If your baby has colic, and these symptoms tend to be worse after bottle-feeding, your baby may be experiencing digestive discomfort. Babies tend to vomit up more food after bottle-feeding than breastfeeding, so if your child tends to bring up a lot of milk after eating, the pacing method might help prevent them from eating too much and bringing food back up.
How to Try the Paced Bottle-Feeding Methods
If you’re going down the bottle-feeding route, here as some things to consider to give you and your baby the best possible experience.
Recognizing Signs of Hunger
While many moms will get into a regular schedule of feeding with their baby, as your baby grows, they may need extra nutrition. Of course, the most common way for a baby to tell you they’re hungry is by crying. You’ll gradually start to recognize the different types of cries your baby will make, but most moms and doctors describe hunger cries as being short and low-pitched. Some describe it as sounding like the monosyllable, “neh.”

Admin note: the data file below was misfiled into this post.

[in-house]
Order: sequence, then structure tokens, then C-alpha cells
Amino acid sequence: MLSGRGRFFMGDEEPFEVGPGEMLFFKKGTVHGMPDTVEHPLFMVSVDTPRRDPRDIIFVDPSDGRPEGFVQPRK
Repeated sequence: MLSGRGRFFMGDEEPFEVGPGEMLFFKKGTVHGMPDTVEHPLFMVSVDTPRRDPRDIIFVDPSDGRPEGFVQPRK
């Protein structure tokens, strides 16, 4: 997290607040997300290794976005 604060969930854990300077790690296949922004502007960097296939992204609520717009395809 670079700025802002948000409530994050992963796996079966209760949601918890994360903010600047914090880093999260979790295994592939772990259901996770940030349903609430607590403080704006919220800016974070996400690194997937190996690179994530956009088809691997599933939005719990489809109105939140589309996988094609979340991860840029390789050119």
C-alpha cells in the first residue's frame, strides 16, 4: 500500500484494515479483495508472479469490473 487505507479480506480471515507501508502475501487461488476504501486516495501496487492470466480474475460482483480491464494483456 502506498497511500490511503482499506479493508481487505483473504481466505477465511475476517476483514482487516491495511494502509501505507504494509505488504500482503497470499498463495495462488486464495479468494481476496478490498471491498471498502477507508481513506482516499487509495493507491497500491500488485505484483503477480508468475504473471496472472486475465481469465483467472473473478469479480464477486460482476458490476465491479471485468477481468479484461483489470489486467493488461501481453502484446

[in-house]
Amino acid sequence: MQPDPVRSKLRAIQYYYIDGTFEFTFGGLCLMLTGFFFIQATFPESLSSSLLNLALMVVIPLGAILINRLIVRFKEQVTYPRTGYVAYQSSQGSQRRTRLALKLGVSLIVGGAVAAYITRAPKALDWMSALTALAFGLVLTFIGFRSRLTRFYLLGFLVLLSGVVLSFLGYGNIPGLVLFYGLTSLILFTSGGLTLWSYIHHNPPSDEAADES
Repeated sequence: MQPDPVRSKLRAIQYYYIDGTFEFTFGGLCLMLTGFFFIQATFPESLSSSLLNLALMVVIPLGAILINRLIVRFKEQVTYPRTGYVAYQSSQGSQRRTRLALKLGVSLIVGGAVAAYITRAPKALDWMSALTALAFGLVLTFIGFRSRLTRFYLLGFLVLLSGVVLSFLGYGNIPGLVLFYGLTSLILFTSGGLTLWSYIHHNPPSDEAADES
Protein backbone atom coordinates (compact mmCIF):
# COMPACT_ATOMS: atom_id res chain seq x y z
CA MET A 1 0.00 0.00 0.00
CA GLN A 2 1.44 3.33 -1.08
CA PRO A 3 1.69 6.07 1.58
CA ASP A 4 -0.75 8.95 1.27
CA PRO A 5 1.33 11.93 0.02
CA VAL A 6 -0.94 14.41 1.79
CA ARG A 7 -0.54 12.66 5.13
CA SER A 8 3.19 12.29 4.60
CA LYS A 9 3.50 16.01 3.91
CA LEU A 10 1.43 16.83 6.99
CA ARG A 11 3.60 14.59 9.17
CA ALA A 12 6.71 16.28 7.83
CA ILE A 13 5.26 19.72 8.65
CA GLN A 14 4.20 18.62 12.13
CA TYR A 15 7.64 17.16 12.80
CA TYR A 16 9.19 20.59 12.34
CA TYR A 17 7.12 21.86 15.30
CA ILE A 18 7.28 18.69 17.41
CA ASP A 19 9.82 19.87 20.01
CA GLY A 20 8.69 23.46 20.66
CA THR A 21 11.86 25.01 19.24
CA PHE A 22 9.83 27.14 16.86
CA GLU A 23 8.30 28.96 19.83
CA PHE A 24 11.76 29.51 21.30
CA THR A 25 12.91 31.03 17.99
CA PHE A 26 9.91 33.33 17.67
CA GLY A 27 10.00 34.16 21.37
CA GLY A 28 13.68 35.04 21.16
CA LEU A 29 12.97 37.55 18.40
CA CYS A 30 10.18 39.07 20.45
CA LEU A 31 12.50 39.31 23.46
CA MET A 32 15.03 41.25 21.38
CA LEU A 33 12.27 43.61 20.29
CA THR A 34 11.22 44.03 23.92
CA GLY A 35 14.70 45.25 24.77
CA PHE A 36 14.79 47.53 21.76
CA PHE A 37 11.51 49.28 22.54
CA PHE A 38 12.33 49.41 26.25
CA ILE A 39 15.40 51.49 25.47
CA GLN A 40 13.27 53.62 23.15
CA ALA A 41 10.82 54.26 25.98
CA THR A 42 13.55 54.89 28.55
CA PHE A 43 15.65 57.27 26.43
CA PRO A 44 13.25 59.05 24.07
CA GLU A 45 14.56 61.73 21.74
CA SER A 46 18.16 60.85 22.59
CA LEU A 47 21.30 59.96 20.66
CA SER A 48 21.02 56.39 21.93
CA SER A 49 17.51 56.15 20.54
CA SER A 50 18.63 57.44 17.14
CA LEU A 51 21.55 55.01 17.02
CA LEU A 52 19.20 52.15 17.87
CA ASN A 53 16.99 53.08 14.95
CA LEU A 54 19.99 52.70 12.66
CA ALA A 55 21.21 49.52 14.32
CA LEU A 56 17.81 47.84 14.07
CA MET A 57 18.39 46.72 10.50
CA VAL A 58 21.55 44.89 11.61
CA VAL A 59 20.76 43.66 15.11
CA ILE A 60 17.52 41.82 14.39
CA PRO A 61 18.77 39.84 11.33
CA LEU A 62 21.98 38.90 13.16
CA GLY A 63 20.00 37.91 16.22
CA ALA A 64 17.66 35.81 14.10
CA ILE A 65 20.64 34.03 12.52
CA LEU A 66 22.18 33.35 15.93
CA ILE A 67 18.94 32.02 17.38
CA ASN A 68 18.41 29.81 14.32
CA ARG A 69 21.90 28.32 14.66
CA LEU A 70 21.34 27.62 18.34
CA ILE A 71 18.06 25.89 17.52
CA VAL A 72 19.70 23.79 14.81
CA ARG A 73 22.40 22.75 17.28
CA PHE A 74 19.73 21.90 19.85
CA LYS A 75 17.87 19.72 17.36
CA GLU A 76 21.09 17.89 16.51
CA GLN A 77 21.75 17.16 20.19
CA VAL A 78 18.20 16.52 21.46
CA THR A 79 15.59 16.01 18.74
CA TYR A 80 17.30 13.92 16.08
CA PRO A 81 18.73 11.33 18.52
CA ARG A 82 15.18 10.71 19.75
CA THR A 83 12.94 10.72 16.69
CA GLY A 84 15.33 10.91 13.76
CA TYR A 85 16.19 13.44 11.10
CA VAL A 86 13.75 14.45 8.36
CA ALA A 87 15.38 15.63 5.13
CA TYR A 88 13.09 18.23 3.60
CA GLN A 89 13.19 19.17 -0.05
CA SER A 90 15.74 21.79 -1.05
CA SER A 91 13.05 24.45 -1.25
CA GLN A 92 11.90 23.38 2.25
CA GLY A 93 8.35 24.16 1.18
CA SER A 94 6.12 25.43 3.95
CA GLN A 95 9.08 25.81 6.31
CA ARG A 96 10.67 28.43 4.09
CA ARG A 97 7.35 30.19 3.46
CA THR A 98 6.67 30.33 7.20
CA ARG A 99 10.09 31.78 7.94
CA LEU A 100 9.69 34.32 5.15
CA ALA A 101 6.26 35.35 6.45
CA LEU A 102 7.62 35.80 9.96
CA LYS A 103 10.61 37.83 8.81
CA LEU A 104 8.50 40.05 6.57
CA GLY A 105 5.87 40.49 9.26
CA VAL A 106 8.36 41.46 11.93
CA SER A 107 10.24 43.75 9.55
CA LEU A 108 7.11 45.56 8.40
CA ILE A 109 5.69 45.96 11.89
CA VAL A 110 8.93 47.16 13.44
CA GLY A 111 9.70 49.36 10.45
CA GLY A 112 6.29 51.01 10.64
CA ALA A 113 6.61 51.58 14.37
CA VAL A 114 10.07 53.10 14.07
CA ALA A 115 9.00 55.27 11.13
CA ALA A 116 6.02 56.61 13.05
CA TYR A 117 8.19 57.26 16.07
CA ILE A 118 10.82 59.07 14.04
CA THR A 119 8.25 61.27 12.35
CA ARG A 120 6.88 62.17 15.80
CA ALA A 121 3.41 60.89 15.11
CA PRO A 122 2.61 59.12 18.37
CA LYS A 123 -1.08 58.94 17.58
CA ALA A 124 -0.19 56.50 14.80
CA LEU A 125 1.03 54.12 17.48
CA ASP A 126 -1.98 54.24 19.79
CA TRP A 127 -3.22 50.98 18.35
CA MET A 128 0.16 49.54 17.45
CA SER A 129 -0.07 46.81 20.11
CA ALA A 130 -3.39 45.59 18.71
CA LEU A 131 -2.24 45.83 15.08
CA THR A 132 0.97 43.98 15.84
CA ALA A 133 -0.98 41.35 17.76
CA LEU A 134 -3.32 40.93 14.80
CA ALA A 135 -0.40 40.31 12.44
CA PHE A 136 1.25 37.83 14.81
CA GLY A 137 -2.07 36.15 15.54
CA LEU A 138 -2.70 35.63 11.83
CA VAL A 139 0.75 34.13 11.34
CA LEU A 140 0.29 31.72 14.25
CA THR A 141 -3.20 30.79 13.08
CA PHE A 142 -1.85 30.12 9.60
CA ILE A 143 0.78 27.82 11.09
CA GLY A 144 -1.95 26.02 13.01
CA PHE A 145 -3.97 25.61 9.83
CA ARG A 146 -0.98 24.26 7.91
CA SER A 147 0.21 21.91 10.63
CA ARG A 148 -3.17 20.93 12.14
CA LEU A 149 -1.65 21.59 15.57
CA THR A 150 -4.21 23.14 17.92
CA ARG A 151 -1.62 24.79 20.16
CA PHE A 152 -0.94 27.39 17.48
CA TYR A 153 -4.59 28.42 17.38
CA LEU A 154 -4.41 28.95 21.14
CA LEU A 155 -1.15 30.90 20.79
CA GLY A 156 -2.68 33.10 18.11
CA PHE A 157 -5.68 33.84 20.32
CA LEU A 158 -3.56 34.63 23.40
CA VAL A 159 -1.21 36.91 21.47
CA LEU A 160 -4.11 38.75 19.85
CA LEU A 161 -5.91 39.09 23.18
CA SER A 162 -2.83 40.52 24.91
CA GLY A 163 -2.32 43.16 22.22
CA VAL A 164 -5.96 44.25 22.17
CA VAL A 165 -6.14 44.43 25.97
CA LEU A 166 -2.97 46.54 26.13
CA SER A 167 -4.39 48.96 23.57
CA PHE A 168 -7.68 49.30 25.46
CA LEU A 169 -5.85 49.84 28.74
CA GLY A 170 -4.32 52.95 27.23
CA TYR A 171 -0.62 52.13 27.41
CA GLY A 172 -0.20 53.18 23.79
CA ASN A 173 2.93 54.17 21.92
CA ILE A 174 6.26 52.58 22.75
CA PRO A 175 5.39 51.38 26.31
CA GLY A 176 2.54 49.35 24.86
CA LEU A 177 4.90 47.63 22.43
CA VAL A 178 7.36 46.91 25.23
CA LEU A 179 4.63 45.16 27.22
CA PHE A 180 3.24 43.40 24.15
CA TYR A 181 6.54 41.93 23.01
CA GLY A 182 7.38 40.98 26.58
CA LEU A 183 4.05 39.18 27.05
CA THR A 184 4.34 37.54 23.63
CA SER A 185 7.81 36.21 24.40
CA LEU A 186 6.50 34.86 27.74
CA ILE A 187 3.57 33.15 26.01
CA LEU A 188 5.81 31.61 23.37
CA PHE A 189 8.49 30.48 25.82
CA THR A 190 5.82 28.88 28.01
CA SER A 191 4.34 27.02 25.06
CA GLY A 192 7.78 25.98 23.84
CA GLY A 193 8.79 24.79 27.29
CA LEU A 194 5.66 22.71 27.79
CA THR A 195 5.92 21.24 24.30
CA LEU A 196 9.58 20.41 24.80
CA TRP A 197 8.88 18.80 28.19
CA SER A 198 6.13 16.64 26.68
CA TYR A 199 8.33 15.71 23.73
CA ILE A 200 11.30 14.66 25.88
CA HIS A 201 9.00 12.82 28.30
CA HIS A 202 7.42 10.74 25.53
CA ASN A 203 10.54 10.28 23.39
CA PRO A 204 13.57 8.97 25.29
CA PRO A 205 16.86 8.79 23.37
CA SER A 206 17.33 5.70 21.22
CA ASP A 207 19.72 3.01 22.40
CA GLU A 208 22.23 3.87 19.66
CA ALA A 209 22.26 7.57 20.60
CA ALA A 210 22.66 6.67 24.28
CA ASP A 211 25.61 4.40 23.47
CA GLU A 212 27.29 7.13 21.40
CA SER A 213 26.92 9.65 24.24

There can be other signs that your baby is hungry too. They might smack and pucker their lips. They also may seem fussier than usual and start sucking on their fist.
The rooting reflex helps your child latch onto the breast for feeding. A baby will naturally turn their head and open their mouth if they feel their mother’s breast against their cheek. If a baby is feeling hungry, they may attempt to root to anything that touches their face. You can test if your baby is ready to be fed by touching their cheek with your finger. If they open their mouth and try to suck on your finger, that’s a good sign that they want to eat.